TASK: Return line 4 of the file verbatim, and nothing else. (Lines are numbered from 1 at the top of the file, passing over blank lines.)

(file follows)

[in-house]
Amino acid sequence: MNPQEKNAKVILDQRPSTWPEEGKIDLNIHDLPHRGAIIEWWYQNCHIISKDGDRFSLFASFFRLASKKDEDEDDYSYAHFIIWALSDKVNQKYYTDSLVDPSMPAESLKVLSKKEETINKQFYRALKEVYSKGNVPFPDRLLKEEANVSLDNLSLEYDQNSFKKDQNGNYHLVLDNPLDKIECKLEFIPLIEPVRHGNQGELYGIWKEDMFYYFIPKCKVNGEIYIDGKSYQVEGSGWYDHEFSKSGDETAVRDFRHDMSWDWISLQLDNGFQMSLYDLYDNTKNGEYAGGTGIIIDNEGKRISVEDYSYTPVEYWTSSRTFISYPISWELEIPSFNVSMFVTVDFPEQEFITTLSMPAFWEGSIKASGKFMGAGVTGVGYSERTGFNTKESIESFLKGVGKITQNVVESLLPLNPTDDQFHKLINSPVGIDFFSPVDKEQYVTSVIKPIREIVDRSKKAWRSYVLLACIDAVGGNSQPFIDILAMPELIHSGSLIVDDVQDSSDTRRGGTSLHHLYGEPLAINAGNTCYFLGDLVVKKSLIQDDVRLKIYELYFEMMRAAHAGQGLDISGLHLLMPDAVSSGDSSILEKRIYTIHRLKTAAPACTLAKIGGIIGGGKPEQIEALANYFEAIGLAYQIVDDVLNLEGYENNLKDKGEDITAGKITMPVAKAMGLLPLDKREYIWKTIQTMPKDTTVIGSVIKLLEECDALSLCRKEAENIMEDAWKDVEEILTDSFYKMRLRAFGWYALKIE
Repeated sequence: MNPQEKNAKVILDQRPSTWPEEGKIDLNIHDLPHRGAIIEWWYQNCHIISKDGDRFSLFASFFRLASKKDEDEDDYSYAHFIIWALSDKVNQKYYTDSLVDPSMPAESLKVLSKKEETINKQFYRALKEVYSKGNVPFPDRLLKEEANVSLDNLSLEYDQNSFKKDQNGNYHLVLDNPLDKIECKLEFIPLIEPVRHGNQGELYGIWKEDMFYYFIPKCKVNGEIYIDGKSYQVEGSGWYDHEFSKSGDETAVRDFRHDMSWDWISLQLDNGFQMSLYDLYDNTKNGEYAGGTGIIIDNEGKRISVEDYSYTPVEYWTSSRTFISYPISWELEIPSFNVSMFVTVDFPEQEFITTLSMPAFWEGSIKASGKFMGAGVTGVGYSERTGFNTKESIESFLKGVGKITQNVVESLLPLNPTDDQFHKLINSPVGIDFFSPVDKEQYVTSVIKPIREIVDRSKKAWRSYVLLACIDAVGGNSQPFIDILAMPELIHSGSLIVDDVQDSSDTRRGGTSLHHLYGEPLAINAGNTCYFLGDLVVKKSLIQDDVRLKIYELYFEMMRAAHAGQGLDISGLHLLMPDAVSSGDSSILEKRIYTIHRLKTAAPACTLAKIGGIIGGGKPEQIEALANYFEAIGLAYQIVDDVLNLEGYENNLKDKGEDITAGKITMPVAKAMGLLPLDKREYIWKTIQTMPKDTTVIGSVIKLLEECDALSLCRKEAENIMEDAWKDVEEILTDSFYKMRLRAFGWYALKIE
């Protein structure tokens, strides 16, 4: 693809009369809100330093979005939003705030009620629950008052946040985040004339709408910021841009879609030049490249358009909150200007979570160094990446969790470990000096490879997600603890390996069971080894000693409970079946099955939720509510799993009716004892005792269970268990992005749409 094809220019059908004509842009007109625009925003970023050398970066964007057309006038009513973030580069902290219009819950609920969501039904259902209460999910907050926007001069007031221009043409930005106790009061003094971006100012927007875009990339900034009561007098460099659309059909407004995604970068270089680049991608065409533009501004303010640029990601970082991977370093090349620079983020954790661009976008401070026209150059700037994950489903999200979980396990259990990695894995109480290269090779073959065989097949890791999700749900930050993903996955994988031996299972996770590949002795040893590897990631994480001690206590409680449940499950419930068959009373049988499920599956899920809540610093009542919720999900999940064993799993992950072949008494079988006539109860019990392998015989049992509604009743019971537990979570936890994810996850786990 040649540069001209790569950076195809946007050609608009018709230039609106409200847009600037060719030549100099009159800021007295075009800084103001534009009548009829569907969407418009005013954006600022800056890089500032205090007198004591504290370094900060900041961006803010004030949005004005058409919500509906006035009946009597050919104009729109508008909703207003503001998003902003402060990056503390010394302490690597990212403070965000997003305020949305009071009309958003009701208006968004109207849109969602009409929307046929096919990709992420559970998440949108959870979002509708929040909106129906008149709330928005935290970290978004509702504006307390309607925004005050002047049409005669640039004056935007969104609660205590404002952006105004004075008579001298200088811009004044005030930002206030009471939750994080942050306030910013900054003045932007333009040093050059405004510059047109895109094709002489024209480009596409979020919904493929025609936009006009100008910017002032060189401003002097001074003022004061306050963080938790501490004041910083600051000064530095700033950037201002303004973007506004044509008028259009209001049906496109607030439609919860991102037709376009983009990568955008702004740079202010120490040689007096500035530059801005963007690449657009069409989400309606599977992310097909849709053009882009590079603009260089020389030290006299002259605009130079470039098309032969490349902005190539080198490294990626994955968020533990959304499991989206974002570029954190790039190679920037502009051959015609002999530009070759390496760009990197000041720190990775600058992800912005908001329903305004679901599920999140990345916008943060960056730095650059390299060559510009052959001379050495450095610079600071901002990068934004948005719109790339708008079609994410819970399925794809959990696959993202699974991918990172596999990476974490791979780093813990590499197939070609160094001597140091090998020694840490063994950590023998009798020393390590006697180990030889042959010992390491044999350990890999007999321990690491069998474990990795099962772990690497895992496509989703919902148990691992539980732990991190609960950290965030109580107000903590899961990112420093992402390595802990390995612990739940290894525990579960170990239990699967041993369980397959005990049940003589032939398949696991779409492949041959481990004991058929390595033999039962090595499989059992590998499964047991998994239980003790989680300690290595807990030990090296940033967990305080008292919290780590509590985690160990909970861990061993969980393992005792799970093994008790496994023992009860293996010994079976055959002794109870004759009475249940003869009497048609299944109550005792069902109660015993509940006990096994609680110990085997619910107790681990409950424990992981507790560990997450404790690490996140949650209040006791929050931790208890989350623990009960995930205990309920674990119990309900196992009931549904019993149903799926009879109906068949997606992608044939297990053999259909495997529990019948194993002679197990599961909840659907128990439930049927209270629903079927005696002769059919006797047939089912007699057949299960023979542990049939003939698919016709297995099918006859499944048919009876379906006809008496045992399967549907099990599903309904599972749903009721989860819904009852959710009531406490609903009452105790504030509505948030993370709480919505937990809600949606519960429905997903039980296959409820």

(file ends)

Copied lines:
């Protein structure tokens, strides 16, 4: 693809009369809100330093979005939003705030009620629950008052946040985040004339709408910021841009879609030049490249358009909150200007979570160094990446969790470990000096490879997600603890390996069971080894000693409970079946099955939720509510799993009716004892005792269970268990992005749409 094809220019059908004509842009007109625009925003970023050398970066964007057309006038009513973030580069902290219009819950609920969501039904259902209460999910907050926007001069007031221009043409930005106790009061003094971006100012927007875009990339900034009561007098460099659309059909407004995604970068270089680049991608065409533009501004303010640029990601970082991977370093090349620079983020954790661009976008401070026209150059700037994950489903999200979980396990259990990695894995109480290269090779073959065989097949890791999700749900930050993903996955994988031996299972996770590949002795040893590897990631994480001690206590409680449940499950419930068959009373049988499920599956899920809540610093009542919720999900999940064993799993992950072949008494079988006539109860019990392998015989049992509604009743019971537990979570936890994810996850786990 040649540069001209790569950076195809946007050609608009018709230039609106409200847009600037060719030549100099009159800021007295075009800084103001534009009548009829569907969407418009005013954006600022800056890089500032205090007198004591504290370094900060900041961006803010004030949005004005058409919500509906006035009946009597050919104009729109508008909703207003503001998003902003402060990056503390010394302490690597990212403070965000997003305020949305009071009309958003009701208006968004109207849109969602009409929307046929096919990709992420559970998440949108959870979002509708929040909106129906008149709330928005935290970290978004509702504006307390309607925004005050002047049409005669640039004056935007969104609660205590404002952006105004004075008579001298200088811009004044005030930002206030009471939750994080942050306030910013900054003045932007333009040093050059405004510059047109895109094709002489024209480009596409979020919904493929025609936009006009100008910017002032060189401003002097001074003022004061306050963080938790501490004041910083600051000064530095700033950037201002303004973007506004044509008028259009209001049906496109607030439609919860991102037709376009983009990568955008702004740079202010120490040689007096500035530059801005963007690449657009069409989400309606599977992310097909849709053009882009590079603009260089020389030290006299002259605009130079470039098309032969490349902005190539080198490294990626994955968020533990959304499991989206974002570029954190790039190679920037502009051959015609002999530009070759390496760009990197000041720190990775600058992800912005908001329903305004679901599920999140990345916008943060960056730095650059390299060559510009052959001379050495450095610079600071901002990068934004948005719109790339708008079609994410819970399925794809959990696959993202699974991918990172596999990476974490791979780093813990590499197939070609160094001597140091090998020694840490063994950590023998009798020393390590006697180990030889042959010992390491044999350990890999007999321990690491069998474990990795099962772990690497895992496509989703919902148990691992539980732990991190609960950290965030109580107000903590899961990112420093992402390595802990390995612990739940290894525990579960170990239990699967041993369980397959005990049940003589032939398949696991779409492949041959481990004991058929390595033999039962090595499989059992590998499964047991998994239980003790989680300690290595807990030990090296940033967990305080008292919290780590509590985690160990909970861990061993969980393992005792799970093994008790496994023992009860293996010994079976055959002794109870004759009475249940003869009497048609299944109550005792069902109660015993509940006990096994609680110990085997619910107790681990409950424990992981507790560990997450404790690490996140949650209040006791929050931790208890989350623990009960995930205990309920674990119990309900196992009931549904019993149903799926009879109906068949997606992608044939297990053999259909495997529990019948194993002679197990599961909840659907128990439930049927209270629903079927005696002769059919006797047939089912007699057949299960023979542990049939003939698919016709297995099918006859499944048919009876379906006809008496045992399967549907099990599903309904599972749903009721989860819904009852959710009531406490609903009452105790504030509505948030993370709480919505937990809600949606519960429905997903039980296959409820």